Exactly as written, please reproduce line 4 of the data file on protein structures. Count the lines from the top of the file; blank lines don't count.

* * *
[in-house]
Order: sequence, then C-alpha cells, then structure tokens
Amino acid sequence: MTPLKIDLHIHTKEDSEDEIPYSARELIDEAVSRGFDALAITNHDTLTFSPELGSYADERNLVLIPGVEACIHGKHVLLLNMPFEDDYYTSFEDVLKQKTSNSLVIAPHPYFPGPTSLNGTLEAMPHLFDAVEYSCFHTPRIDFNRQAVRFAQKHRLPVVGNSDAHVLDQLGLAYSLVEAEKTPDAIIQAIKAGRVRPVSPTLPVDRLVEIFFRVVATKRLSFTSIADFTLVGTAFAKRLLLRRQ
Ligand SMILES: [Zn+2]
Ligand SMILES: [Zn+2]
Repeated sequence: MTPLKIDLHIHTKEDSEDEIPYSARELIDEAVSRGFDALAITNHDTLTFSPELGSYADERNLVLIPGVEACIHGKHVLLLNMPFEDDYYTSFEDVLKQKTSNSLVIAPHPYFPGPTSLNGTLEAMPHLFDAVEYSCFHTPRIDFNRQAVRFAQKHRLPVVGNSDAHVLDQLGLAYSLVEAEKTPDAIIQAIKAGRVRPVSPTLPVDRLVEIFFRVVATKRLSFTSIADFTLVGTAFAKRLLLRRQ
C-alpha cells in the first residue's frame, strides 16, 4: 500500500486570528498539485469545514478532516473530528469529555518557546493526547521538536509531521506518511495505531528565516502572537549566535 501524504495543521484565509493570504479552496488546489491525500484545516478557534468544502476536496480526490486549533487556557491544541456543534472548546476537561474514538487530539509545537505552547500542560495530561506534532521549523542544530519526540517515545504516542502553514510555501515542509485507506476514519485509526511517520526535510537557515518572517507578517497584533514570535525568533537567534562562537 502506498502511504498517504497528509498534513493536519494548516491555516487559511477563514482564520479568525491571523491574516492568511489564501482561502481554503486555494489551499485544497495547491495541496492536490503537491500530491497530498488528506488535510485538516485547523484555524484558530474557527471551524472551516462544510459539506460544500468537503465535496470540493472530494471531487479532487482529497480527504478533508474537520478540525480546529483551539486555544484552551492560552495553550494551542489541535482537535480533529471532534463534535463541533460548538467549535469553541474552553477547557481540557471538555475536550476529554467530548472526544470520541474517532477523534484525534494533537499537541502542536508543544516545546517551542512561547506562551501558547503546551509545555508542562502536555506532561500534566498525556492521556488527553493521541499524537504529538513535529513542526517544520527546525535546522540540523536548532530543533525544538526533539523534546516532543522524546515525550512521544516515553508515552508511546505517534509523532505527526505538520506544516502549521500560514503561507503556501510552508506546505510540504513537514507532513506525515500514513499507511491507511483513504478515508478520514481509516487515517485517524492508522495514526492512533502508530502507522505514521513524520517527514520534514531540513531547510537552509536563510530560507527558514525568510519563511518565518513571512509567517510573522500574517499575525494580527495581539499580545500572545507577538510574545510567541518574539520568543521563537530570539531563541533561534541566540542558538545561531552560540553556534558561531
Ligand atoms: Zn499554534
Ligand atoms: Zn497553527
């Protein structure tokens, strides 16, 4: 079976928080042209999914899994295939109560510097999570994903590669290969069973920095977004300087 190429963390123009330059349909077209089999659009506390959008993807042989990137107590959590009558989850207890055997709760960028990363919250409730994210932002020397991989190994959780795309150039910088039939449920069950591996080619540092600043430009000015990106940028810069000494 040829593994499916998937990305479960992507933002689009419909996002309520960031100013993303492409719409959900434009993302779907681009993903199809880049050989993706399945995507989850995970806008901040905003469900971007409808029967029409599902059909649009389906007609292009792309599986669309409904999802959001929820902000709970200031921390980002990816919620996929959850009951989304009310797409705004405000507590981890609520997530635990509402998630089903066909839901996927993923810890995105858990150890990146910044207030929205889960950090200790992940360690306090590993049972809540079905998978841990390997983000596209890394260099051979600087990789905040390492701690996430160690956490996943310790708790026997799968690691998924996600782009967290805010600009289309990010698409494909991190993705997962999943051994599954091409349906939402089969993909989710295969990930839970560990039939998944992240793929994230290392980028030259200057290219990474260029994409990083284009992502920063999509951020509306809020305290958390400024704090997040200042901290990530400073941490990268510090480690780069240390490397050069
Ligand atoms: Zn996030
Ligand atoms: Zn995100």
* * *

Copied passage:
Ligand SMILES: [Zn+2]